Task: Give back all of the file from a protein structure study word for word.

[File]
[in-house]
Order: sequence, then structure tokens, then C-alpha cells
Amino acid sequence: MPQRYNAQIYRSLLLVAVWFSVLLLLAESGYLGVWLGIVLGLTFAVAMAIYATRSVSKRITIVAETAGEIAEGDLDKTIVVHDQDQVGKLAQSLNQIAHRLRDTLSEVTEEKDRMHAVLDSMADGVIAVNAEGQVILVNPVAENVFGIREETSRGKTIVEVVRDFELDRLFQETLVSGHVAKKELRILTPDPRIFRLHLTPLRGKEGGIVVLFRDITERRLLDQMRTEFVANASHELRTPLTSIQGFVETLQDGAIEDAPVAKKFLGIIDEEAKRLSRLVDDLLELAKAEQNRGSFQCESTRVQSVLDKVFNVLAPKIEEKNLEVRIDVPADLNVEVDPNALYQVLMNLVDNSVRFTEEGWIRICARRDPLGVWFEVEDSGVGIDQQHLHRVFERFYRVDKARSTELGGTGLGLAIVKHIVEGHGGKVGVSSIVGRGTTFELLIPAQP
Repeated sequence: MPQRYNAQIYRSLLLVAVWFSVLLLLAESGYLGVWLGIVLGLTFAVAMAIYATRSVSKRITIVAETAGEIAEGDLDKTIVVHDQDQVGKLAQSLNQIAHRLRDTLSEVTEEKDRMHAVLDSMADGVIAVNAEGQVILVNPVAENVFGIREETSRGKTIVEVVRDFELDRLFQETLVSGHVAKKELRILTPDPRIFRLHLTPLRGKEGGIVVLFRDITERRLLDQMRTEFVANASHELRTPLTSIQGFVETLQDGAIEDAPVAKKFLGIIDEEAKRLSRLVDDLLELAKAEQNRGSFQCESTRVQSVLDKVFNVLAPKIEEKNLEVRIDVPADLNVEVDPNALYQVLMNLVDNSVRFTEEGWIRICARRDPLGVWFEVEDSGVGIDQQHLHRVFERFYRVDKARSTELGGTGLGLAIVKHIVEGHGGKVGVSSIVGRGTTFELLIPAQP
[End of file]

[in-house]
Order: sequence, then structure tokens, then C-alpha cells
Amino acid sequence: MPQRYNAQIYRSLLLVAVWFSVLLLLAESGYLGVWLGIVLGLTFAVAMAIYATRSVSKRITIVAETAGEIAEGDLDKTIVVHDQDQVGKLAQSLNQIAHRLRDTLSEVTEEKDRMHAVLDSMADGVIAVNAEGQVILVNPVAENVFGIREETSRGKTIVEVVRDFELDRLFQETLVSGHVAKKELRILTPDPRIFRLHLTPLRGKEGGIVVLFRDITERRLLDQMRTEFVANASHELRTPLTSIQGFVETLQDGAIEDAPVAKKFLGIIDEEAKRLSRLVDDLLELAKAEQNRGSFQCESTRVQSVLDKVFNVLAPKIEEKNLEVRIDVPADLNVEVDPNALYQVLMNLVDNSVRFTEEGWIRICARRDPLGVWFEVEDSGVGIDQQHLHRVFERFYRVDKARSTELGGTGLGLAIVKHIVEGHGGKVGVSSIVGRGTTFELLIPAQP
Repeated sequence: MPQRYNAQIYRSLLLVAVWFSVLLLLAESGYLGVWLGIVLGLTFAVAMAIYATRSVSKRITIVAETAGEIAEGDLDKTIVVHDQDQVGKLAQSLNQIAHRLRDTLSEVTEEKDRMHAVLDSMADGVIAVNAEGQVILVNPVAENVFGIREETSRGKTIVEVVRDFELDRLFQETLVSGHVAKKELRILTPDPRIFRLHLTPLRGKEGGIVVLFRDITERRLLDQMRTEFVANASHELRTPLTSIQGFVETLQDGAIEDAPVAKKFLGIIDEEAKRLSRLVDDLLELAKAEQNRGSFQCESTRVQSVLDKVFNVLAPKIEEKNLEVRIDVPADLNVEVDPNALYQVLMNLVDNSVRFTEEGWIRICARRDPLGVWFEVEDSGVGIDQQHLHRVFERFYRVDKARSTELGGTGLGLAIVKHIVEGHGGKVGVSSIVGRGTTFELLIPAQP